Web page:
When Italian horror maestro Dario Argento arrived at a Tokyo screening of his 1986 film Phenomena, he was surprised to see a line of ambulances waiting outside.
Asking his interpreter what was going on, he was told it was in case any of the stronger scenes made people feel unwell. It’s no wonder, really, because even among Argento’s outlandish oeuvre, Phenomena is absolutely, brain-meltingly insane.
If you’ve ever wanted to see a future Oscar winner track a serial killer with the help of a chimpanzee and a whole bunch of insects, this is the movie for you.
The film stars 14-year-old Jennifer Connolly as American Jennifer Corvino, who is sent to a remote boarding school in the Swiss Alps – but among the gingerbread houses and looking-glass lakes, this isolated region, known to the locals as “Swiss Transylvania”, conceals some dark secrets.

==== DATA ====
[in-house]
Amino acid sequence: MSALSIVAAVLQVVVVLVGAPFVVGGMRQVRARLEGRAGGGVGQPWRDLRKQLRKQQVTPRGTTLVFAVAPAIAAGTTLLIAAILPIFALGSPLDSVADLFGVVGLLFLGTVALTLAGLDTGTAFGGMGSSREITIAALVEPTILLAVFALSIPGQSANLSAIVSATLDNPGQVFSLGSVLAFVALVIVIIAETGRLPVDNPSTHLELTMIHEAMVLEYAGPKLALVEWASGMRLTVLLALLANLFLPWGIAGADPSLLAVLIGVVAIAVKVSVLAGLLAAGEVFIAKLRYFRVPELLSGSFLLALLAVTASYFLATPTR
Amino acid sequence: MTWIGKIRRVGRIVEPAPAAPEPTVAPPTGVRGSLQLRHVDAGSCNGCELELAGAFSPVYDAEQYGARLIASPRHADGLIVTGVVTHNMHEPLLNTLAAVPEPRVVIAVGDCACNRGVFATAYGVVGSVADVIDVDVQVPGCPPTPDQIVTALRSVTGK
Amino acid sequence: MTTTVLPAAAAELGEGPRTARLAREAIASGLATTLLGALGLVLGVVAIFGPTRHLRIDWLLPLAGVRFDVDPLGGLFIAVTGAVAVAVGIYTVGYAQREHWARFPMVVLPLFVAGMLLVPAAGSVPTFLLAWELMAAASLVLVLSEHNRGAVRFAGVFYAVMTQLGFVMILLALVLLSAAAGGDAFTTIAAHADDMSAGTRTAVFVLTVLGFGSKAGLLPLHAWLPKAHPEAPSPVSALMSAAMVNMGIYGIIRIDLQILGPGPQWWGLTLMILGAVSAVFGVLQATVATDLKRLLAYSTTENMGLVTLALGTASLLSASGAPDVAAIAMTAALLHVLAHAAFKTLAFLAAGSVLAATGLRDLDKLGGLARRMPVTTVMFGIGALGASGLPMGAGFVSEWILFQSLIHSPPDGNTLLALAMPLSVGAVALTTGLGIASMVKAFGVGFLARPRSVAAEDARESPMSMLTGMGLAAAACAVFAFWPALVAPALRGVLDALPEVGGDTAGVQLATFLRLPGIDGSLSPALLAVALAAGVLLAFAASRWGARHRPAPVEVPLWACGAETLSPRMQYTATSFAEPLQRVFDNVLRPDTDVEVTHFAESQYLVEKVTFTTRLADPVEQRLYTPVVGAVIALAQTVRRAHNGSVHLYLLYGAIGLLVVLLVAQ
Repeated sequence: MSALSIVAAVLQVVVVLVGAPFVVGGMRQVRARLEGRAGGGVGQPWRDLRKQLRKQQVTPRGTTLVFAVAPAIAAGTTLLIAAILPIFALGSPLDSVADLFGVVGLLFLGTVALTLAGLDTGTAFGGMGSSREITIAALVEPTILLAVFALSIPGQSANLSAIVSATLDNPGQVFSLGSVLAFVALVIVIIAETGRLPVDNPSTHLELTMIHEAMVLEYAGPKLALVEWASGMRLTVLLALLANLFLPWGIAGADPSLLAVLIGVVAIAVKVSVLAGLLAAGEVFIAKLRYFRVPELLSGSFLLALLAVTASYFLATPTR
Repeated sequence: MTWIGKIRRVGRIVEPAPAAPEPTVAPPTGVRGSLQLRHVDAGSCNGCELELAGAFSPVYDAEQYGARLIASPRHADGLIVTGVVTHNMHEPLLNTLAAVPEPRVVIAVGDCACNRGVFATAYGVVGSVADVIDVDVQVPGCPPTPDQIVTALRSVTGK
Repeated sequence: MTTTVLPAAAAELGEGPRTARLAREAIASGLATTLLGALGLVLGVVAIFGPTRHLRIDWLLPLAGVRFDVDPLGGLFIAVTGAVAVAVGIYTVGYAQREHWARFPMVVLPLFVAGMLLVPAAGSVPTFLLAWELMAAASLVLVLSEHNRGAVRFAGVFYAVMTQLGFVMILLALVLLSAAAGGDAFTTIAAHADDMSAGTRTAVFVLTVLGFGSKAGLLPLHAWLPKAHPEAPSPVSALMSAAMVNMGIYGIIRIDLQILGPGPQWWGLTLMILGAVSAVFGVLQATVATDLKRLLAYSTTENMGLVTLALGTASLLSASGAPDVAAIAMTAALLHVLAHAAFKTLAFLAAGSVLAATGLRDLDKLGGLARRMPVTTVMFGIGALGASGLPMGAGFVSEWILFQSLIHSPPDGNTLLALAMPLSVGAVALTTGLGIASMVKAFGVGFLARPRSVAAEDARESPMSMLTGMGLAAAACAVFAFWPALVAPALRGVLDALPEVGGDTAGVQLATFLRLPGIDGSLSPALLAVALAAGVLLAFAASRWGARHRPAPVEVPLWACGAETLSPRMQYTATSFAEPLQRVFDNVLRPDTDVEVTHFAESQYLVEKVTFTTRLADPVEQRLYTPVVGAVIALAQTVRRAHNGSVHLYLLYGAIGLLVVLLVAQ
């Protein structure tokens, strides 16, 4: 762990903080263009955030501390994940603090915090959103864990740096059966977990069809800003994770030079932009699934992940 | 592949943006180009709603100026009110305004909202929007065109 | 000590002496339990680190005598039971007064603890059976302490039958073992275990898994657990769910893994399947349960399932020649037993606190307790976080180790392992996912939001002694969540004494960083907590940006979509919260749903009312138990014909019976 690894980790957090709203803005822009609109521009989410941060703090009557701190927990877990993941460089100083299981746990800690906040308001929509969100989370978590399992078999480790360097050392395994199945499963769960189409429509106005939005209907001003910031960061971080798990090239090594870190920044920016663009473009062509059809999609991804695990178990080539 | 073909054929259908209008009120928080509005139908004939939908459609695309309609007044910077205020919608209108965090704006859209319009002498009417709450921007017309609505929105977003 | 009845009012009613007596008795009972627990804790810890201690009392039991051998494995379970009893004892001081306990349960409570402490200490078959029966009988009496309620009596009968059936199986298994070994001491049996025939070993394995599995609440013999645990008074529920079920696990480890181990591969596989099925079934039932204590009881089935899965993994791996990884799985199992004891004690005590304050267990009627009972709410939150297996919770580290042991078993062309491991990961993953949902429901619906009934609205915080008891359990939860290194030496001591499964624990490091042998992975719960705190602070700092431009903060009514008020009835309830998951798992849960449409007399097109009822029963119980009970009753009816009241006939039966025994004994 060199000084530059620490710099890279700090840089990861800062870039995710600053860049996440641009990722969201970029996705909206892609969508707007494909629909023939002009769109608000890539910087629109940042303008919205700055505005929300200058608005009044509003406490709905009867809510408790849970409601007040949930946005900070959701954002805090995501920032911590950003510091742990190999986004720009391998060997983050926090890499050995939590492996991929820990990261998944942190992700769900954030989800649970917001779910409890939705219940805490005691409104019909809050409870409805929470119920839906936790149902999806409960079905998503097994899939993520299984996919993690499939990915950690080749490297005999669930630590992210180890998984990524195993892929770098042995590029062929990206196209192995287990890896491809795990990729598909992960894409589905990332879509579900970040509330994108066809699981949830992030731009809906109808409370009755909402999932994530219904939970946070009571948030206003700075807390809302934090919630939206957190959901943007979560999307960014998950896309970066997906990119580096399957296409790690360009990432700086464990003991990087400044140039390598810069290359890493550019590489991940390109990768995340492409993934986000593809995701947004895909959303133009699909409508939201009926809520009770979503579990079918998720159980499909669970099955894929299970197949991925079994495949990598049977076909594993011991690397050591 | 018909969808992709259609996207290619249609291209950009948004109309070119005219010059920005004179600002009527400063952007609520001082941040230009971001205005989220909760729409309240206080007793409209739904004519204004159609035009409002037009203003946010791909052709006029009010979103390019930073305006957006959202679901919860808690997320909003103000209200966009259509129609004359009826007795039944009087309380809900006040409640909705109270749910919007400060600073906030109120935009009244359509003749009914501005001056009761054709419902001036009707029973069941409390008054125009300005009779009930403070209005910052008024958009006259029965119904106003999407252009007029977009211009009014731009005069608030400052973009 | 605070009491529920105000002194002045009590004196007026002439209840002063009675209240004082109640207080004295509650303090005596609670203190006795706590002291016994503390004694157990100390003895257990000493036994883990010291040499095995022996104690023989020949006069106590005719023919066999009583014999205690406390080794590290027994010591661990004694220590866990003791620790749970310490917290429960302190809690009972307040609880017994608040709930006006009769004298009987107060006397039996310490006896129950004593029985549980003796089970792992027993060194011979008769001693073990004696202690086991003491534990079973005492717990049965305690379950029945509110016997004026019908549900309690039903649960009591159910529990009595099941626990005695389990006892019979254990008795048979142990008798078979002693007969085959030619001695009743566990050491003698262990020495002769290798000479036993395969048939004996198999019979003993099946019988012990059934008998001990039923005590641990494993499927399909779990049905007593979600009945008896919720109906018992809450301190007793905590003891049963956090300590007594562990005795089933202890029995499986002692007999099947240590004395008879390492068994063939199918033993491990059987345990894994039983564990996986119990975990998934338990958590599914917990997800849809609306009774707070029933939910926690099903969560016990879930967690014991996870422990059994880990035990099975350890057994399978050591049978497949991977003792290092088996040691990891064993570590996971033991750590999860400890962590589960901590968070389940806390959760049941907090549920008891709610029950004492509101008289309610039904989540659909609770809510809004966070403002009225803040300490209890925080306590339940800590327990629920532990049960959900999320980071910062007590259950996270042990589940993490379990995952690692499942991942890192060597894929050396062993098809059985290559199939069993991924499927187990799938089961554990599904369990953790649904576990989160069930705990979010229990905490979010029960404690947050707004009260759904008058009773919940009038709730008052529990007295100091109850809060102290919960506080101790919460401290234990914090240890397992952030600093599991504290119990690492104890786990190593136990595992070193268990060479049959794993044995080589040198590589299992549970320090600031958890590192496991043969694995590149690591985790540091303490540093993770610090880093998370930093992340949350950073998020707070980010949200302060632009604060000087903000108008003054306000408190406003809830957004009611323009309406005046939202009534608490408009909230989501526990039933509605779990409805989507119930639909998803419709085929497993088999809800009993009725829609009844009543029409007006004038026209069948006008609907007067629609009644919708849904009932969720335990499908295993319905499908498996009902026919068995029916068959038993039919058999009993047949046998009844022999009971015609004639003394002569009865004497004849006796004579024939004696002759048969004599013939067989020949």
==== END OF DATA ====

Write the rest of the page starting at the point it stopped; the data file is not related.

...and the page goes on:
A psychopathic killer is murdering young women and hiding their bodies, and Jennifer soon finds herself tangled up in the mystery along with her chaperone Frau Brückner (Daria Nicolodi) and local entomologist John McGregor (Donald Pleasance).
Coming to prominence in the 1970s, Argento was known as the Italian Hitchcock for his stylish, sexualised thrillers, or gialli, such as The Bird With The Crystal Plumage.
But with the one-two punch of Deep Red and Suspiria, he began an extraordinary run of horror-adjacent movies that marked him out as a true artist of the genre. And like any artist, he kept revisiting the same preoccupations – murder, madness, evil mothers – time and time again.
In the latest edition of our free digital magazine The Lowdown, we reflect on how the film was like nothing Argento had ever made before, and the inspirations behind this extreme tale.